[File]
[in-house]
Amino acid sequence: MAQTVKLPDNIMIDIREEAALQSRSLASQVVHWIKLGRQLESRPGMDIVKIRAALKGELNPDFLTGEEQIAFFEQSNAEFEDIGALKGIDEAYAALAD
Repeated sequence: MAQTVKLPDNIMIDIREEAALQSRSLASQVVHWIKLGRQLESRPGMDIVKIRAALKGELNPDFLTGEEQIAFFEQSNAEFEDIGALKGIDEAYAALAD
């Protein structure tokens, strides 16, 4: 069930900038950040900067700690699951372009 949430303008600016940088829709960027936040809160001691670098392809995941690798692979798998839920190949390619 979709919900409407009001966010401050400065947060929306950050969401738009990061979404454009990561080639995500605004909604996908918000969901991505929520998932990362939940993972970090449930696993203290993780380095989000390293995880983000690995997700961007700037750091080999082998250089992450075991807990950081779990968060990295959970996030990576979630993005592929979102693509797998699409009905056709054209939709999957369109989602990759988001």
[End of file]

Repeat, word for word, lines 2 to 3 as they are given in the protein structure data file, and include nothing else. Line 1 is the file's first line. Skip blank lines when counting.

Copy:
Amino acid sequence: MAQTVKLPDNIMIDIREEAALQSRSLASQVVHWIKLGRQLESRPGMDIVKIRAALKGELNPDFLTGEEQIAFFEQSNAEFEDIGALKGIDEAYAALAD
Repeated sequence: MAQTVKLPDNIMIDIREEAALQSRSLASQVVHWIKLGRQLESRPGMDIVKIRAALKGELNPDFLTGEEQIAFFEQSNAEFEDIGALKGIDEAYAALAD